This exhibition will explore the lives and works of an extraordinary group of writers, artists and thinkers. Key figures include the great writer and pioneer of feminist thought, Virginia Woolf, her sister the painter Vanessa Bell, and the circle of friends that gathered around these young women and became well known as the Bloomsbury Group, named after the area of London where they lived in the first decades of the 20th century.

Primarily drawn from the National Portrait Gallery’s Collection and enhanced with key works from Sheffield Museums and York Museums Trust, this exhibition includes portraits of those most intimately associated with the Bloomsbury Group, but also fascinating friends and colleagues who were not central to the original group.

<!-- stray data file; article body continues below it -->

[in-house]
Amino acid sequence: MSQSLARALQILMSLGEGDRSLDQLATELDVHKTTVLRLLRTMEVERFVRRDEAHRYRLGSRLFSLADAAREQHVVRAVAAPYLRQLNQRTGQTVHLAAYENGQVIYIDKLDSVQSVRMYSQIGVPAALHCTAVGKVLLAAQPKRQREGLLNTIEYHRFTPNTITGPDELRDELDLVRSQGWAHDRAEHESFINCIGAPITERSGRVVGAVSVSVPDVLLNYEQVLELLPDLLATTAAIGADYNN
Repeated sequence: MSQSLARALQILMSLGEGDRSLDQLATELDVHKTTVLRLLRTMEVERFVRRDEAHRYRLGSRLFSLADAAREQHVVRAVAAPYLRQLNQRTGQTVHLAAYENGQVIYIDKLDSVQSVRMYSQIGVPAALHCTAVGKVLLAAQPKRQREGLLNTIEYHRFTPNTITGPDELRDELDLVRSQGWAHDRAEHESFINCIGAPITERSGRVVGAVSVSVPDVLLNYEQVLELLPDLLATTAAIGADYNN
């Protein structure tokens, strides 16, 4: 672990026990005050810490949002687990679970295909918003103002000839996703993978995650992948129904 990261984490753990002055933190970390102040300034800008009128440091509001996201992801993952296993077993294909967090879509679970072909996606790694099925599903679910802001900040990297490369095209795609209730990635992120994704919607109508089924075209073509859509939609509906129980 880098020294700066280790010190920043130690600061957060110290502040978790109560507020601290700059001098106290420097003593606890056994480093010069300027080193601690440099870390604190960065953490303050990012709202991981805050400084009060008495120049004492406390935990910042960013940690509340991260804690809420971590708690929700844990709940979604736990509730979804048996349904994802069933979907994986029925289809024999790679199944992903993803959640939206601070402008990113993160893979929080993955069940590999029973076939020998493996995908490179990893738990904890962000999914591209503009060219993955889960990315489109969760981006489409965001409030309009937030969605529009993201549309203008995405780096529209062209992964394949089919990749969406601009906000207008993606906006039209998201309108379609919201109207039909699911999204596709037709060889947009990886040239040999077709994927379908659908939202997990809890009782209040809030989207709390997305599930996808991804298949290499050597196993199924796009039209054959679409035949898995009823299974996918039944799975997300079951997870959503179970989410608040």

For further information, see the Sheffield Museums website
Free entry: £4 donation suggested. No booking necessary but please arrive early to avoid disappointment.

Gillian Beer (Lit Camb)

Sunday 5 December 2021, 6pm GMT

Eminent Woolf scholar Gillian Beer reads from her Second World War memoir, Stations Without Signs. One-hour live online session.
Tickets £5 from Literature Cambridge website

Virginia Woolf and Ethics (Call for papers)

Abstracts by 31 January 2022
31st Annual International Conference on Virginia Woolf
Thursday 9–Sunday 12 June 2022, Lamar University, Beaumont, TX 77710, USA
Organiser: Amy C. Smith: